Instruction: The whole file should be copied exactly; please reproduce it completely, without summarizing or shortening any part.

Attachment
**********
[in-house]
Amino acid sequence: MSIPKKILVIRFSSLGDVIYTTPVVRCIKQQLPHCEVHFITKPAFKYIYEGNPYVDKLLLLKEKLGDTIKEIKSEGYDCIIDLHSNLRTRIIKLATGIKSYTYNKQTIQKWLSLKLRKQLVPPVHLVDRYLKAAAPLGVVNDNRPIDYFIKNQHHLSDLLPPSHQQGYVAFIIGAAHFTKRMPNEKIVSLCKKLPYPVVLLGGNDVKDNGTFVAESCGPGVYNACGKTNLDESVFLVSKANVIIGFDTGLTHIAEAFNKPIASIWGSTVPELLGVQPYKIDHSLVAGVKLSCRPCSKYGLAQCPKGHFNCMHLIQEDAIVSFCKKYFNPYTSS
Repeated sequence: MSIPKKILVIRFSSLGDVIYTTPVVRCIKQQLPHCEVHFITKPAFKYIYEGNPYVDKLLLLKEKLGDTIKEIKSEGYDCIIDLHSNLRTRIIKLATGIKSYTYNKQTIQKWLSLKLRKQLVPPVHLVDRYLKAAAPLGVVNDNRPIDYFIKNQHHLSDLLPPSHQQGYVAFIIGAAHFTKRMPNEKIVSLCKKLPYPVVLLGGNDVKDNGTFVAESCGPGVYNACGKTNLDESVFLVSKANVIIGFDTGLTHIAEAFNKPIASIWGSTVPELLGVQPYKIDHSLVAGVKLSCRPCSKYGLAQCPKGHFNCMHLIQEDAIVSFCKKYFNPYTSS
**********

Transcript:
[in-house]
Amino acid sequence: MSIPKKILVIRFSSLGDVIYTTPVVRCIKQQLPHCEVHFITKPAFKYIYEGNPYVDKLLLLKEKLGDTIKEIKSEGYDCIIDLHSNLRTRIIKLATGIKSYTYNKQTIQKWLSLKLRKQLVPPVHLVDRYLKAAAPLGVVNDNRPIDYFIKNQHHLSDLLPPSHQQGYVAFIIGAAHFTKRMPNEKIVSLCKKLPYPVVLLGGNDVKDNGTFVAESCGPGVYNACGKTNLDESVFLVSKANVIIGFDTGLTHIAEAFNKPIASIWGSTVPELLGVQPYKIDHSLVAGVKLSCRPCSKYGLAQCPKGHFNCMHLIQEDAIVSFCKKYFNPYTSS
Repeated sequence: MSIPKKILVIRFSSLGDVIYTTPVVRCIKQQLPHCEVHFITKPAFKYIYEGNPYVDKLLLLKEKLGDTIKEIKSEGYDCIIDLHSNLRTRIIKLATGIKSYTYNKQTIQKWLSLKLRKQLVPPVHLVDRYLKAAAPLGVVNDNRPIDYFIKNQHHLSDLLPPSHQQGYVAFIIGAAHFTKRMPNEKIVSLCKKLPYPVVLLGGNDVKDNGTFVAESCGPGVYNACGKTNLDESVFLVSKANVIIGFDTGLTHIAEAFNKPIASIWGSTVPELLGVQPYKIDHSLVAGVKLSCRPCSKYGLAQCPKGHFNCMHLIQEDAIVSFCKKYFNPYTSS